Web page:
We’ve heard from strong and unrelenting advocates for the structural solutions that we need to tackle the root causes of poverty in Scotland. Our daily breakfast briefings have allowed us to hear from organisations like the Scottish Council for Voluntary Organisations; Maryhill Integration Network; Glasgow and West Housing Forum; and the Trussell Trust on the action that is needed to build a Scotland free from poverty.
It’s clear that we know the answers, it is the pace and scale of that progress that needs to change. We’ll be continuing to push for the policy asks we developed for Challenge Poverty Week, alongside a working group, in the weeks and months ahead.
Social media has been awash with content on poverty; broadcast and print media has placed renewed focus on poverty with the voices of those living on low incomes being amplified in that coverage. Emma Jackson gave the BBC thought of the day to open the week, and Magic Breakfast launched a powerful video on the impact of poverty.
Events took place across Scotland, both in-person and online, to shine a light on particular aspects of poverty – like the Scottish Women’s Budget Group and Engender highlighting violence against women and women’s poverty. There was a focus on solutions at these events, like the Christian Churches event on the Minimum Income Guarantee.
Our members met with Cabinet Secretaries; the First Minister met with people living on low incomes to build better solutions to poverty; and MSPs gathered on the steps of Holyrood to raise their voice against poverty.
Schools have integrated poverty into lesson plans; the charitable arms of our football clubs have held collections for people in their communities; employers have shared their motivations for delivering fair work and the real Living Wage; faith groups came together with a joint statement on poverty; and business representatives have restated the importance of leadership in ending poverty.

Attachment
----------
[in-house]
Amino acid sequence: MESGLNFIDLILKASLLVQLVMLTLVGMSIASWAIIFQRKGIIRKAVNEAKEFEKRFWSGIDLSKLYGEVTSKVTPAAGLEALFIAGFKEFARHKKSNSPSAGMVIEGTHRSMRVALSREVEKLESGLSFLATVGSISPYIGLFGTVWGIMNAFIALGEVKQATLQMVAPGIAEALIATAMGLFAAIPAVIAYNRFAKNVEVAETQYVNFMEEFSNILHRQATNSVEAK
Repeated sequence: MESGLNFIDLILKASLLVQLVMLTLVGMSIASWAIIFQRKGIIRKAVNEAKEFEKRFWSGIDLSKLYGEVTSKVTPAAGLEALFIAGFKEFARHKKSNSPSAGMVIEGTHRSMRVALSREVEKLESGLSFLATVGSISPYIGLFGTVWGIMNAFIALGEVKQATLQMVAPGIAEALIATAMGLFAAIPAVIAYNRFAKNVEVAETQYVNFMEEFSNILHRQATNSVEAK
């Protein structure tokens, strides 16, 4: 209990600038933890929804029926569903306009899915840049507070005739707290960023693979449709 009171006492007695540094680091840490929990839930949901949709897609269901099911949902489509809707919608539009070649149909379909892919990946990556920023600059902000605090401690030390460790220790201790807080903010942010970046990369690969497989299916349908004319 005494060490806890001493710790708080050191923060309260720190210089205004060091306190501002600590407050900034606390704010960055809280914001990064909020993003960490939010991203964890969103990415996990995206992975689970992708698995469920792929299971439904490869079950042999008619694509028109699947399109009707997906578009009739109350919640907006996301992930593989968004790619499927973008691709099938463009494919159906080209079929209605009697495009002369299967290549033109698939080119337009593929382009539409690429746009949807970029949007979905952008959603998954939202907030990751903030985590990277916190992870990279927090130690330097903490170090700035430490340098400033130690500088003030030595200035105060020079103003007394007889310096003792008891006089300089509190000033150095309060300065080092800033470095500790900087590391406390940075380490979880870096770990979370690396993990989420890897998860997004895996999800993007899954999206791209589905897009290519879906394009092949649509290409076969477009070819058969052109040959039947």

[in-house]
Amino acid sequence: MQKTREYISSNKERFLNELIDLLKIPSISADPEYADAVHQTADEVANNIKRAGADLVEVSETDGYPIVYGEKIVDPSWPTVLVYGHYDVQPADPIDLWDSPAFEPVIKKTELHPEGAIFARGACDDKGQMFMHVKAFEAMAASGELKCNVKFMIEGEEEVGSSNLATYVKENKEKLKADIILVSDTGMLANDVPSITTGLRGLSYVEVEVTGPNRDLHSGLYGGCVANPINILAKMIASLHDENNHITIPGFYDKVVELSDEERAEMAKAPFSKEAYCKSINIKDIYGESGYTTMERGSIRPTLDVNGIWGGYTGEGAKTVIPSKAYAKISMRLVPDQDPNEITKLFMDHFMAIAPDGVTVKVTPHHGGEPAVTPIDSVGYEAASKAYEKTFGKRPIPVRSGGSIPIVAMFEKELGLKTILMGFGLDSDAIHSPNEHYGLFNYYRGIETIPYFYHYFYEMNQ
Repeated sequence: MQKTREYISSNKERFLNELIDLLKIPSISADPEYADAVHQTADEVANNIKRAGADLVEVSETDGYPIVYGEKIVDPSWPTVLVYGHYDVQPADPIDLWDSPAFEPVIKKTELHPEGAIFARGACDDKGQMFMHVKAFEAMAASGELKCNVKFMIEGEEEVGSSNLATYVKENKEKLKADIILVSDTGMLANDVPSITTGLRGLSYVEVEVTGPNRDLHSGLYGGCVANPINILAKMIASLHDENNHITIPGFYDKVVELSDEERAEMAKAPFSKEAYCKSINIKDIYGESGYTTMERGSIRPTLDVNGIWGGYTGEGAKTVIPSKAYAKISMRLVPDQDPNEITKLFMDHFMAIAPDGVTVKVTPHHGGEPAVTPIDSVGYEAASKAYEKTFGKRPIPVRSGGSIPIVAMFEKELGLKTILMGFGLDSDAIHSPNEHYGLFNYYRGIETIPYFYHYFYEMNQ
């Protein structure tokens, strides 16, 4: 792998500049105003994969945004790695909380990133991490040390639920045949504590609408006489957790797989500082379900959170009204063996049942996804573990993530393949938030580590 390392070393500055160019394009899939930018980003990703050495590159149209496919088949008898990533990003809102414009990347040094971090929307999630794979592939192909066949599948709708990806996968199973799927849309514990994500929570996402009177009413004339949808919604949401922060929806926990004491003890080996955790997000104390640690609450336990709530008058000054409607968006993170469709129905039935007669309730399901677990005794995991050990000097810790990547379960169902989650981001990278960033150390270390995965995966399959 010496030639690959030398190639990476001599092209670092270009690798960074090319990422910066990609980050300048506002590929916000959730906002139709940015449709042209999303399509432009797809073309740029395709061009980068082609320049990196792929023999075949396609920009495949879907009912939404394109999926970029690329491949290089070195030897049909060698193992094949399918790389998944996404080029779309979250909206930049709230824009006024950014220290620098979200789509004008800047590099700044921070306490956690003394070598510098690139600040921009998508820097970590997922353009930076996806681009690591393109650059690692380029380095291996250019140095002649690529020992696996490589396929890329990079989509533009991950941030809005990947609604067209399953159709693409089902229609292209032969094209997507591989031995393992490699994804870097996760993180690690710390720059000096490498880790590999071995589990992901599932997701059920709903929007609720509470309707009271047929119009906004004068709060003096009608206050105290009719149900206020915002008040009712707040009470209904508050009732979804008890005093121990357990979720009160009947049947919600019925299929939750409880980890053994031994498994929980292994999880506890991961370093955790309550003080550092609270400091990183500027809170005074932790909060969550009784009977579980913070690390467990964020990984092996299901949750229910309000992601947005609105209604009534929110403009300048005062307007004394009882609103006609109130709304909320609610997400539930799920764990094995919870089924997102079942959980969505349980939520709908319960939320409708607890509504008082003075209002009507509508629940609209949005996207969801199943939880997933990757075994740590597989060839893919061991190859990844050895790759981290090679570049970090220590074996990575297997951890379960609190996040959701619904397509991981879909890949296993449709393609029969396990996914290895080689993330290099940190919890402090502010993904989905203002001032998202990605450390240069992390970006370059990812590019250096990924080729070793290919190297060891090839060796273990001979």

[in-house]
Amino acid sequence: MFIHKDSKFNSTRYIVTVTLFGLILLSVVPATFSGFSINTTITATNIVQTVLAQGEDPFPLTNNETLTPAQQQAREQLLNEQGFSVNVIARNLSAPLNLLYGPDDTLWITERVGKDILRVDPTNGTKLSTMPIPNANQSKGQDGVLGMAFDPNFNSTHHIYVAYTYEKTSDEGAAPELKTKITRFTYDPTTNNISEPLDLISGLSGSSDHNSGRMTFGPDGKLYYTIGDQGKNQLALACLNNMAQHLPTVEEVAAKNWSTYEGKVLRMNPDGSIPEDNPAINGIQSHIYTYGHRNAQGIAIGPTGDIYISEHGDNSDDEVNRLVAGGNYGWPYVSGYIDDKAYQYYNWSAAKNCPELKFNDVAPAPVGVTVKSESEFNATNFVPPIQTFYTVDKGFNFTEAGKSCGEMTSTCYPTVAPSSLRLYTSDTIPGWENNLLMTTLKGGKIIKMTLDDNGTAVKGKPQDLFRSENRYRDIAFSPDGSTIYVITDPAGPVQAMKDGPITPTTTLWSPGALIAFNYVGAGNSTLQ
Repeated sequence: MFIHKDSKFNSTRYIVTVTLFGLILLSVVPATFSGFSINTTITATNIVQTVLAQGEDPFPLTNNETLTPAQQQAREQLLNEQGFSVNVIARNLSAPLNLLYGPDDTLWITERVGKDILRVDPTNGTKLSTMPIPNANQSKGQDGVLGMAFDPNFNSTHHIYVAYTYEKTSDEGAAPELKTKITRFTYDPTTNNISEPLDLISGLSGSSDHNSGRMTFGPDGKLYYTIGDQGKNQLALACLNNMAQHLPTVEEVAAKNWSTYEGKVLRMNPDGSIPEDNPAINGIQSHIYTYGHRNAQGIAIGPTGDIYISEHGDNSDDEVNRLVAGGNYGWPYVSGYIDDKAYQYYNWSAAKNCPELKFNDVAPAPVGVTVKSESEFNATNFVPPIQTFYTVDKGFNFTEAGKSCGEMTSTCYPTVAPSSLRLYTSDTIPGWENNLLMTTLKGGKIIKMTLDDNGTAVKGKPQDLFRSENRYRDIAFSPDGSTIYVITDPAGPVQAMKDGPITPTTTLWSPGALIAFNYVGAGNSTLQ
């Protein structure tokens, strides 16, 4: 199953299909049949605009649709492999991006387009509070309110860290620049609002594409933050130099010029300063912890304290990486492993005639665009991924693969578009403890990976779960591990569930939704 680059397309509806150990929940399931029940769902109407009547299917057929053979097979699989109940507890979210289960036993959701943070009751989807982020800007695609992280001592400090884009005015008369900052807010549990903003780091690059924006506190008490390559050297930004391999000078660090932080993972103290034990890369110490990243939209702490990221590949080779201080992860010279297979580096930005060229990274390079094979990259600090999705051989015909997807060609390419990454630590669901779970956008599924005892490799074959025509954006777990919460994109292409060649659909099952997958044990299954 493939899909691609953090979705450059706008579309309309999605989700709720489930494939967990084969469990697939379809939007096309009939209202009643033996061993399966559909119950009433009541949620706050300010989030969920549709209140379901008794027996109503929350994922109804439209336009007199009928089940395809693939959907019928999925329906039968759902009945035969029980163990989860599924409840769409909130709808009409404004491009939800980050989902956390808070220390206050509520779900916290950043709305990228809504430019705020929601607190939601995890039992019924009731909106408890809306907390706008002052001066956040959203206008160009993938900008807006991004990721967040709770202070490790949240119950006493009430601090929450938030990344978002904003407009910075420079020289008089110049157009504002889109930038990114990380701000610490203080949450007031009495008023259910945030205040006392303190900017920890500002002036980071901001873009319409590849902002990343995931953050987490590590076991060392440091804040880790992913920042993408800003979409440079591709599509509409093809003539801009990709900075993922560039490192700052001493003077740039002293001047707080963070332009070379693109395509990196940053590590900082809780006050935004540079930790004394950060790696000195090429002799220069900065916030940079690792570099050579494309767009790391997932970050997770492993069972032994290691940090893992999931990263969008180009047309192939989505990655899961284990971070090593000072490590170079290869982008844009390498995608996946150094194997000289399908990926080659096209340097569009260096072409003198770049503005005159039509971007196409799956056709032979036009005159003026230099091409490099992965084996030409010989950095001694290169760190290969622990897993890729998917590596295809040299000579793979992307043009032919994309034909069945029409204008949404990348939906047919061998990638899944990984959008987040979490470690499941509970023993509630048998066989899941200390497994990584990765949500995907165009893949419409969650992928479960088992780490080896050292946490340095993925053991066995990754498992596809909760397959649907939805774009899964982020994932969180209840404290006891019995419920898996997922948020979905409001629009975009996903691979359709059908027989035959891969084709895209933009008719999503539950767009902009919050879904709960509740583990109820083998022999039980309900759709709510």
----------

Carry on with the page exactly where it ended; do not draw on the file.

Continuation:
At the Poverty Alliance, we know that Challenge Poverty Week is the accumulation and representation of the work that happens every single day in our communities. I believe that Challenge Poverty Week is a critical part of turning the tide, but we must collectively take forward this resolve and energy into our wider work.
I’d echo Peter’s opening blog that now is the time that we need to turn compassion and justice into concrete action. Despite welcome words of support from our political leaders, 10 years on from the first Challenge Poverty Week, there is too little progress in delivering changes that we urgently need.
The Challenge Poverty Week lecture, organised by the Poverty Alliance and SPIRU, was delivered by Torsten Bell of the Resolution Foundation who shared the markings of a strong anti-poverty strategy, something we will be reflecting on as we continue to push for change.
I look forward to embedding the evidence, stories and energy I’ve seen this week into our work to end poverty in Scotland. As we approach the Autumn Statement, the Scottish Budget, the interim child poverty targets, and get closer to the looming general election, it’s never been more critical that we continue to work together to end the injustice of poverty for good.